Today, too, things often happen that remind me of this three-way tie. For example, I learn that the parents of a student whose graduation thesis I was advising are both Sophia graduates and that Father Joseph Pittau, former president of Sophia University, performed both her parents'wedding and her baptism. Or I hear at a gathering of ICU alumni, that the family of an alumnus's deceased wife has close ties with Father Pittau. It is interesting to see how Father, to whom I too had been close, has touched so many lives.

Father Pittau became the university president the year before I matriculated. As he spoke from the podium at my Entrance Ceremony, he made a strong impression on me. There he was: an Italian man speaking in beautiful Japanese in a somewhat high voice. Come to think of it, he was in his mid-forties at that time, making him very young for a university president.

He was completely down-to-earth in his interactions with us students. He showed me many kindnesses when I was a student, and it seemed like my friends who lived in the dormitories talked with him until late into the night quite often. As a Catholic priest, he does not have his own family, and I think he viewed us students as his real children.

I would like to tell you about one other person I deeply respect, although she is not part of the Sophia community. The person is Dr. Jill Ker Conway, former president of Smith College, a highly respected women's college in the United States. She initiated reforms to open the doors of Smith to women who could not gain a liberal arts education due to economic factors. From her two memoirs, I learned she was born in Australia, attended graduate school in the United States, and first taught in Canada. We share some commonalities in our personal histories, so I feel a great affinity for her. I had an opportunity to talk personally with her at a banquet during her visit to Japan. She had the unique ability to engage people in dialogue by quickly drawing out what they want to talk about. I keenly felt that I wanted to be like her.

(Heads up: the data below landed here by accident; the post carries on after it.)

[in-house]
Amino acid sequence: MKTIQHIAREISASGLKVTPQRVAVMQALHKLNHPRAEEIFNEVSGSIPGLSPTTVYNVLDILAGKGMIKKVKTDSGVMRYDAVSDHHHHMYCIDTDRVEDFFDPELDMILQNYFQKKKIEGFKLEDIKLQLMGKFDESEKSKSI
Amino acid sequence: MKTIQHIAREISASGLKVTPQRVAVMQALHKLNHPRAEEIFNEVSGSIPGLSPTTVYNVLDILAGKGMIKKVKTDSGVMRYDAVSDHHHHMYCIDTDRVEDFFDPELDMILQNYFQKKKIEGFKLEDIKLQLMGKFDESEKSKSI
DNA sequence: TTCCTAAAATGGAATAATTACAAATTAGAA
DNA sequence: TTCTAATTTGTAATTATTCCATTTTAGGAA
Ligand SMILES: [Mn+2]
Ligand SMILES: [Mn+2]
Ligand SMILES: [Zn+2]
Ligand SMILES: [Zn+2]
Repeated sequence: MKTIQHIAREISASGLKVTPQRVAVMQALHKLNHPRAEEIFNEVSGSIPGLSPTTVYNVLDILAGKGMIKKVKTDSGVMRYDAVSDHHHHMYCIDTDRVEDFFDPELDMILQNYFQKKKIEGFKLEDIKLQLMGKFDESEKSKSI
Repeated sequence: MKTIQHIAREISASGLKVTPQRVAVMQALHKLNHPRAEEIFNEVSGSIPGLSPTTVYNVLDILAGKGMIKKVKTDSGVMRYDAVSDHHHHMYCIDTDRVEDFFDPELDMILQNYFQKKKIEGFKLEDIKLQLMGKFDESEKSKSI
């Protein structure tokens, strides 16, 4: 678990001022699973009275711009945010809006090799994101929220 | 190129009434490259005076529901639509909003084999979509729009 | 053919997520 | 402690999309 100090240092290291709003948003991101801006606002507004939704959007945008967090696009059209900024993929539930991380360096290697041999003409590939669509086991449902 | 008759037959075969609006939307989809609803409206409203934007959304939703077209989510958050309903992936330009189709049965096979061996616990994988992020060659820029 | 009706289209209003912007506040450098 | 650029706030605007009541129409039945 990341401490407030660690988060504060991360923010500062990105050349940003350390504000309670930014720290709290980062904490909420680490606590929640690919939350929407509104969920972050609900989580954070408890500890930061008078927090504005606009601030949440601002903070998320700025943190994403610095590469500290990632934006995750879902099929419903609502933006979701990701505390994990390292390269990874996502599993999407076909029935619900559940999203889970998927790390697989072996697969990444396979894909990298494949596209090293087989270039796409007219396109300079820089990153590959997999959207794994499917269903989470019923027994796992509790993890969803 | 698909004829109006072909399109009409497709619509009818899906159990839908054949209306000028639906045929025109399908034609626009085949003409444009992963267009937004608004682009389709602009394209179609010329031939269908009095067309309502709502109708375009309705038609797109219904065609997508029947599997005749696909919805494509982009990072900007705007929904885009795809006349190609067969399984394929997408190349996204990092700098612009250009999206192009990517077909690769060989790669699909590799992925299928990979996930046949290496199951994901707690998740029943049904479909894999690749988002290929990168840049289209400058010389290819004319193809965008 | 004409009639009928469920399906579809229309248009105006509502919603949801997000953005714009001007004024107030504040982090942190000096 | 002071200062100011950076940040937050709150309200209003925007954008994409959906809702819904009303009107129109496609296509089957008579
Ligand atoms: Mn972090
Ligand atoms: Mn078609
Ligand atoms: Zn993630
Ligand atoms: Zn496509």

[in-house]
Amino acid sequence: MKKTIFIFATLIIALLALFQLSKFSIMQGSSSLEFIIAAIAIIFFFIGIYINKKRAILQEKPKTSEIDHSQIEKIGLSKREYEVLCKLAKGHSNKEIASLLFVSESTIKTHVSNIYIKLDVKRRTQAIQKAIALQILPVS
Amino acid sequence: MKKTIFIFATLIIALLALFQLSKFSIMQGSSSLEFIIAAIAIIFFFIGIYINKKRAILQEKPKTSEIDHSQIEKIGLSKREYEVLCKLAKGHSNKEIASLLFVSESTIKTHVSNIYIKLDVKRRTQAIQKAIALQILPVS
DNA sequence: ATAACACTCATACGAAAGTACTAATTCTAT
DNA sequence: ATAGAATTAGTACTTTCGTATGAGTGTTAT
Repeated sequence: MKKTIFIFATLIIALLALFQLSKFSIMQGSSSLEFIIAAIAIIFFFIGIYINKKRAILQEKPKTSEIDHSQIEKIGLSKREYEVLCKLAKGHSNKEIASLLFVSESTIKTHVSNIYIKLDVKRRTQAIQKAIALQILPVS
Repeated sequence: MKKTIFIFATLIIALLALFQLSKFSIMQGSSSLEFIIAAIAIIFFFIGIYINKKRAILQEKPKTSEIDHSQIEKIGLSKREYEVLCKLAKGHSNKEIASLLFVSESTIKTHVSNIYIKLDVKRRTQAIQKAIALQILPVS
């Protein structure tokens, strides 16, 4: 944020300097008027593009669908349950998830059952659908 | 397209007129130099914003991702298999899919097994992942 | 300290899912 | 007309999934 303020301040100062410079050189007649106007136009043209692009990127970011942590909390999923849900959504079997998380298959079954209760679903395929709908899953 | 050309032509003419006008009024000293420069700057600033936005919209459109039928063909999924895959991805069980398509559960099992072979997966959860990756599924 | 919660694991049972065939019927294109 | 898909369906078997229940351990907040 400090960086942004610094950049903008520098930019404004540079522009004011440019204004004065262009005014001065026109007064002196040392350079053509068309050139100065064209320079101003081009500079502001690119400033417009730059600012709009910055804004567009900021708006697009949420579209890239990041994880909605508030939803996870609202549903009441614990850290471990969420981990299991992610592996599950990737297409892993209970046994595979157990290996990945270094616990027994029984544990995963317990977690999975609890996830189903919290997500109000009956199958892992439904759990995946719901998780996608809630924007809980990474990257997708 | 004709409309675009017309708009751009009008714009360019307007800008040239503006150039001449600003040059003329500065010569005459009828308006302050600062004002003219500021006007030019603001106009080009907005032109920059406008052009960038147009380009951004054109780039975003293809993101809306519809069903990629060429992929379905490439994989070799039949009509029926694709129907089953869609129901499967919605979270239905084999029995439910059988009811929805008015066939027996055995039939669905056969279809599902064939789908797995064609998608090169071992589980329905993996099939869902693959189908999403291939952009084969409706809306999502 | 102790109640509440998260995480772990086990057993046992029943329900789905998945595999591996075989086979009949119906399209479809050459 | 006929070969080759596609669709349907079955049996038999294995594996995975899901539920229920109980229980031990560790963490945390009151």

These two people are my role models for how to be a university president.

International Character: A Common Feature of Sophia and ICU

Junko Hibiya President of International Christian University

Sophia University and ICU were both recently selected by the Ministry of Education, Culture, Sports, Science and Technology to participate in its Top Global University Project. Our two universities are also both members of the Global 5 Universities, or G5.

Our two universities are similar in being global and being international in character. Behind these two traits are the spirit of Christianity as well as the network of Christian institutions, both of which we also share in common.

One concrete expression of Sophia's international character is the diversity of its faculty. It is no exaggeration to say that Japanese men have quite a monopoly on higher education in Japan even today, but Sophia has a high percentage of female academics. Even more than that, though, what is particularly distinctive about Sophia is the number of non-Japanese faculty members. When I was attending Sophia, more than half of the professors in the Faculty were non-Japanese. It was the Faculty of Foreign Studies, but the point still remains.